Where's the Love? Polanus on Divine Goodness
What is essential in an adequate list of Divine attributes?
Summarizing the attributes of God is a difficult task, and hardly two lists of divine attributes agree. In this light, many people have asked, “Where is the love of God in the Westminster Shorter Catechism?” The fourth question describes God as “a Spirit, infinite, eternal, and unchangeable in his being, wisdom, power, holiness, justice, goodness, and truth.” If the Scriptures say, “God is love” (1 Jn. 4:8), then is it not irresponsible to omit love from a list of divine attributes?
It may be helpful to readers to understand the interrelationship between the divine attributes in the context of the Westminster Assembly in order to know where love fits. When understood in context, the relationship between divine goodness and divine love shows that love is still present in the Catechism by implication.
Amandus Polanus illustrates how older Reformed authors tended to treat divine love as flowing from divine goodness. While his position was not unique, his treatment of it is both clear and helpful for understanding the relationship between the divine attributes and how these ideas found expression in the Shorter Catechism. Even if readers do not end up agreeing with him at every point, his material can only help to understand the perspective of older Reformed theology on this point. This can help us better assess our understanding of the interrelationship of the divine attributes today as well.
Polanus opened his treatment of the relationship between divine goodness and love by citing Jerome Zanchi. Zanchi wrote that the goodness of God is the fountain of the grace, love, mercy, patience, and clemency of God (“Bonitas Dei est fons gratie, amoris, misercordiae, patientiae, clementiae Dei;” 1039). Polanus then added that the goodness of God is, in order of nature, prior to the grace, love, mercy, patience, and the clemency of God. The basic assumption behind these connections seems to be that goodness is an absolute divine attribute, while love is a relative one.
Modern readers who are unfamiliar with these terms should understand that this does not mean that God is identical with some of his attributes, yet not others. Instead, it means that his essential properties express themselves in particular ways relative to creation. Thus, justice is an essential attribute, while wrath is justice expressed in relation to--or relative to--sinful creatures. Polanus continued by arguing that the goodness of God’s nature gives birth to grace along with all of the other attributes that he lists (1039). He added that this was why Psalm 117 placed goodness first, then mercy, so that we might understand that goodness is the fountain of mercy. So it is with divine love. He noted that Titus 3:4-5 placed goodness and love in a parallel order and that this order was intentional (1040). In his view, in other words, the Bible treated goodness as a broader category than mercy and love. In addition to these statements about goodness, he concluded by saying that love proceeds from grace, mercy proceeds from love, and clemency and patience proceed from both of these. Goodness was thus a wide category that included grace, love, mercy, patience, and clemency.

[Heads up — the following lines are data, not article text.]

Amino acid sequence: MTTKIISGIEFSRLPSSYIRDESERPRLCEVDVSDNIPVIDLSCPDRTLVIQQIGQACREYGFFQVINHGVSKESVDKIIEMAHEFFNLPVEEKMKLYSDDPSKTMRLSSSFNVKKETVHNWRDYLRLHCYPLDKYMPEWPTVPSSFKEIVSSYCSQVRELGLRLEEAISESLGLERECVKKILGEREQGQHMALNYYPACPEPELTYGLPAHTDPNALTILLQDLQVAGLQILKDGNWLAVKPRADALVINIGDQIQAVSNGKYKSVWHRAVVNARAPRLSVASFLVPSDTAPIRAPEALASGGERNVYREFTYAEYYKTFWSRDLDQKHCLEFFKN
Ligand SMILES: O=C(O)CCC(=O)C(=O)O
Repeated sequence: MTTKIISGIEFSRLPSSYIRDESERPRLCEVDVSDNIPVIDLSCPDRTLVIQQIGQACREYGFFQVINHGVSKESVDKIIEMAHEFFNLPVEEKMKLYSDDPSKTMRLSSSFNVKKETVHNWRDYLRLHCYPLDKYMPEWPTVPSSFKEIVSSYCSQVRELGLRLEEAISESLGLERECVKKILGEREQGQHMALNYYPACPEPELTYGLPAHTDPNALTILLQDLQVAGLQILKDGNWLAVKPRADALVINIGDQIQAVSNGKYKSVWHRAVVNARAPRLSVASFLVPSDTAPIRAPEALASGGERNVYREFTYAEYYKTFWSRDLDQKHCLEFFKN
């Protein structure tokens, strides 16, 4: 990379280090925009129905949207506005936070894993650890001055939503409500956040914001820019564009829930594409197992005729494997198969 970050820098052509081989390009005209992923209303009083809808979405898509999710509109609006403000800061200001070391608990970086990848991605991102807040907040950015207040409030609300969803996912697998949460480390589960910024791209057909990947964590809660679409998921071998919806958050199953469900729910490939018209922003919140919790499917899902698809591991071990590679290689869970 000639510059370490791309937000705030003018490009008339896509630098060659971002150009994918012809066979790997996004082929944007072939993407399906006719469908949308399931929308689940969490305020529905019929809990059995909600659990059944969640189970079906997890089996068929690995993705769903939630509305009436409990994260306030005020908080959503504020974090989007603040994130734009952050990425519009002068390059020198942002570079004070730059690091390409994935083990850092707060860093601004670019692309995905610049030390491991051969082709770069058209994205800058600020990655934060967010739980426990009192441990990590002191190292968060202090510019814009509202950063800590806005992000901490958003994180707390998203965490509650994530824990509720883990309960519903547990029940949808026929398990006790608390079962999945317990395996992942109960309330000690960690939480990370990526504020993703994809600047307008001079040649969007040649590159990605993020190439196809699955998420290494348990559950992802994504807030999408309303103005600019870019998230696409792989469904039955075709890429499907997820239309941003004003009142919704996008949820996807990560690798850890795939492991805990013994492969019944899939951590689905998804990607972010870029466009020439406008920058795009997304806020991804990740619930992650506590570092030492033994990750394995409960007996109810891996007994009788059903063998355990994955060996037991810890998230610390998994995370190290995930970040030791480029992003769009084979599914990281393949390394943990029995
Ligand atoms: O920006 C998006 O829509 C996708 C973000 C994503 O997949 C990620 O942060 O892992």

This does not demean love as a divine attribute as much as it recognizes divine simplicity and the fact that divine attributes primary help us make distinctions in talking about God instead of importing real distinctions into his nature or essence. This does not mean that his attributes are only empty names, but it does mean that they express various facets of the character of a unique Being that mutually inform and imply one another.
The Westminster divines intended the Shorter Catechism to be a concise summary of Christian doctrine. This means that they intended to include as many things as they could in the fewest words. In their minds, this meant that love was included under goodness. This did not mean that love was not integral to the divine nature. God is love, and God is all of his attributes. Whether we agree with the idea that love is subsumed under goodness or not, it should at least comfort us (and ease the consciences of some) to know that love is still included in the Catechism.
Perhaps it would be better to treat love as an absolute rather than a relative divine attribute because love begins with intra-trinitarian love, rather than with the inherent goodness of the Creator spilling over into God’s relation to his creatures. In either case, we should remember that God’s goodness is gracious, loving, merciful, patient, and kind. Likewise, his love is good, and harmonizes with all of his other attributes. God always does what he does because he is who he is and he is never only partly himself in anything that he does.
We will always struggle to speak adequately about God’s attributes. We should not neglect any of them. Yet we should also be charitable and try to understand why our forefathers expressed themselves the way that they did and we should imitate their devotion to the good God who is love.
Ryan McGraw (@RyanMMcGraw1) is associate professor of Systematic Theology at Greenville Presbyterian Theological Seminary in Greenville, South Carolina.
"A Cross-Shaped View of God's Attributes" by Aaron Denlinger
The Attributes of God by A.W. Pink